Tuesday, July 21, 2009

Treading clouds of glory

I had the chance to attend a Pontifical High Mass at the cathedral downtown last weekend in celebration of it’s 150th anniversary. It was quite the spectacle: a Cardinal came in from Sydney to celebrate it, the cathedral was sparkling from the week of preparation, and the entire Latin service was chanted by a flawless choir. I enjoyed the chance to see (and hear and smell and touch) the cathedral used the way it had been intended, to hear the liturgy as it had been sung for centuries. It was breathtakingly beautiful.

Then this past weekend, I happened to stumble on the regular monthly Latin mass at the same cathedral. The contrast was striking. The Irish priest butchered the Latin that he raced and mumbled through, the congregation had no idea when it was supposed to sit or stand or kneel (nor could, from what I could tell, the priests), and the choir could not even sing in unison with the organist, much less with each other (on-key was nowhere on the trajectory).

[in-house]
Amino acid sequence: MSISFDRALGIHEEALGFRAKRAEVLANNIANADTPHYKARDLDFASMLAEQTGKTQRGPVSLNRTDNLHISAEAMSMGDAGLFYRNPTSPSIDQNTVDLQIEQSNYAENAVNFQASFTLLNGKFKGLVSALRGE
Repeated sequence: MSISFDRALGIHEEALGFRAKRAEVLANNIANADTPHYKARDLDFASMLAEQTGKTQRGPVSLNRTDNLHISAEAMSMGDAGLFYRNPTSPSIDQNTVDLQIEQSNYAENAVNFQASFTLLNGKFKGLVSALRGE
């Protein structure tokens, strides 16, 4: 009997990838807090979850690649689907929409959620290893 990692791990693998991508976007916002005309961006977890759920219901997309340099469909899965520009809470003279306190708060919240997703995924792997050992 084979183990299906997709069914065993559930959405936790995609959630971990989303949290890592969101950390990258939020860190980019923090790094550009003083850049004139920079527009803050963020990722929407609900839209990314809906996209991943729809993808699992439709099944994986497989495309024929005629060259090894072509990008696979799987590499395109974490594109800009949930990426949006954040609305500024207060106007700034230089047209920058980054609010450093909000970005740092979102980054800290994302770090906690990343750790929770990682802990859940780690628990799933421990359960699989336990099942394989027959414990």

It was Latin mass the Irish way, from what I could tell: they did it because they are infamously hard-core Catholics, and doing it at all is more important than doing it right. In fact, I don’t think I’ve ever heard the Irish succeed at saying anything in unison at their masses even when it is in English; perhaps it is their way of being individual, or perhaps with the varied rhythm of their speech they cannot say anything in unison to save their souls. One way or another, I had to check myself to keep from giggling.

There was something beautifully farcical about the picture; I think if I were a cartoonist I would try to draw it. They gathered in the saturated richness of their inheritance of marble, stained glass, and craftsmanship of generations of their predecessors, performing the time-honored ceremony our spiritual ancestors have been crafting for centuries, and there within the wealth of beauty and substance they could not so much as follow the tempo of the organ, and did not even seem to notice.

It was the perfect contrast of polish and roughness, beauty and tastelessness, thought and carelessness, somberness and ridiculousness. The Irish sit on the shoulders of giants as if they are barstools, and tread on clouds of glory as if they are yesterday’s newspaper. They are beneficiaries of riches they hardly know are there to be probed.

Indeed, aren’t we all?

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